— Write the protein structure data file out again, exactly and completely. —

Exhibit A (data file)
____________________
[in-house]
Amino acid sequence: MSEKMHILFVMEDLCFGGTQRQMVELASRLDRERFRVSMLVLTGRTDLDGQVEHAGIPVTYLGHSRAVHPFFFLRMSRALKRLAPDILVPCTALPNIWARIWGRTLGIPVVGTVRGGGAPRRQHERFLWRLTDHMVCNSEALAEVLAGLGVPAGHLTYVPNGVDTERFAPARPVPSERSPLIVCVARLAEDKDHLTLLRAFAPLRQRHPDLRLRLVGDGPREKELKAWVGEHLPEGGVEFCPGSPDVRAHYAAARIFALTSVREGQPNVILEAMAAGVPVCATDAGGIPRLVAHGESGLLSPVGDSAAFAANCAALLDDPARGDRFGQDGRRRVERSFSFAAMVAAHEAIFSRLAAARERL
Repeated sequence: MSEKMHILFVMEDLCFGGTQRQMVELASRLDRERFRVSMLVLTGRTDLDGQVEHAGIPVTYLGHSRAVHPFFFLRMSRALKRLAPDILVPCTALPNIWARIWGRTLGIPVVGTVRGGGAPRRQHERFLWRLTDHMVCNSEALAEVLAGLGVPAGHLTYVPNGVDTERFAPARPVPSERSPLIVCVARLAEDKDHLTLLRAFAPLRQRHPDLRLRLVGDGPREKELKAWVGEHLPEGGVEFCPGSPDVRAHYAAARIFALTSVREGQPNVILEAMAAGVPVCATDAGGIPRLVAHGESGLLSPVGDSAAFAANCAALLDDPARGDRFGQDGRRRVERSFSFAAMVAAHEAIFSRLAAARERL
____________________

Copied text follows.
[in-house]
Amino acid sequence: MSEKMHILFVMEDLCFGGTQRQMVELASRLDRERFRVSMLVLTGRTDLDGQVEHAGIPVTYLGHSRAVHPFFFLRMSRALKRLAPDILVPCTALPNIWARIWGRTLGIPVVGTVRGGGAPRRQHERFLWRLTDHMVCNSEALAEVLAGLGVPAGHLTYVPNGVDTERFAPARPVPSERSPLIVCVARLAEDKDHLTLLRAFAPLRQRHPDLRLRLVGDGPREKELKAWVGEHLPEGGVEFCPGSPDVRAHYAAARIFALTSVREGQPNVILEAMAAGVPVCATDAGGIPRLVAHGESGLLSPVGDSAAFAANCAALLDDPARGDRFGQDGRRRVERSFSFAAMVAAHEAIFSRLAAARERL
Repeated sequence: MSEKMHILFVMEDLCFGGTQRQMVELASRLDRERFRVSMLVLTGRTDLDGQVEHAGIPVTYLGHSRAVHPFFFLRMSRALKRLAPDILVPCTALPNIWARIWGRTLGIPVVGTVRGGGAPRRQHERFLWRLTDHMVCNSEALAEVLAGLGVPAGHLTYVPNGVDTERFAPARPVPSERSPLIVCVARLAEDKDHLTLLRAFAPLRQRHPDLRLRLVGDGPREKELKAWVGEHLPEGGVEFCPGSPDVRAHYAAARIFALTSVREGQPNVILEAMAAGVPVCATDAGGIPRLVAHGESGLLSPVGDSAAFAANCAALLDDPARGDRFGQDGRRRVERSFSFAAMVAAHEAIFSRLAAARERL